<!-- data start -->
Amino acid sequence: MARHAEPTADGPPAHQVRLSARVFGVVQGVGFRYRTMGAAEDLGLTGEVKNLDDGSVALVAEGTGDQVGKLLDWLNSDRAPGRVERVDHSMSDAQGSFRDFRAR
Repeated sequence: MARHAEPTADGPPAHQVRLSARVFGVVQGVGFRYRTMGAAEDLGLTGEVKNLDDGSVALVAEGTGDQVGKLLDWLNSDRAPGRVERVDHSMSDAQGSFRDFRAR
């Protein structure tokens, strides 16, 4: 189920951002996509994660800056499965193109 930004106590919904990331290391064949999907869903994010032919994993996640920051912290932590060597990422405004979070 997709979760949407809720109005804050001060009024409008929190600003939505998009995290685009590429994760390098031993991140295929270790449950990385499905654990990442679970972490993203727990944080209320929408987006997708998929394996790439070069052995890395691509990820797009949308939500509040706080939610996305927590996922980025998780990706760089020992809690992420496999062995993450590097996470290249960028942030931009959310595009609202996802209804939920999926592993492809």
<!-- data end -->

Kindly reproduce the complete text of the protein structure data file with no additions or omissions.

Amino acid sequence: MARHAEPTADGPPAHQVRLSARVFGVVQGVGFRYRTMGAAEDLGLTGEVKNLDDGSVALVAEGTGDQVGKLLDWLNSDRAPGRVERVDHSMSDAQGSFRDFRAR
Repeated sequence: MARHAEPTADGPPAHQVRLSARVFGVVQGVGFRYRTMGAAEDLGLTGEVKNLDDGSVALVAEGTGDQVGKLLDWLNSDRAPGRVERVDHSMSDAQGSFRDFRAR
């Protein structure tokens, strides 16, 4: 189920951002996509994660800056499965193109 930004106590919904990331290391064949999907869903994010032919994993996640920051912290932590060597990422405004979070 997709979760949407809720109005804050001060009024409008929190600003939505998009995290685009590429994760390098031993991140295929270790449950990385499905654990990442679970972490993203727990944080209320929408987006997708998929394996790439070069052995890395691509990820797009949308939500509040706080939610996305927590996922980025998780990706760089020992809690992420496999062995993450590097996470290249960028942030931009959310595009609202996802209804939920999926592993492809």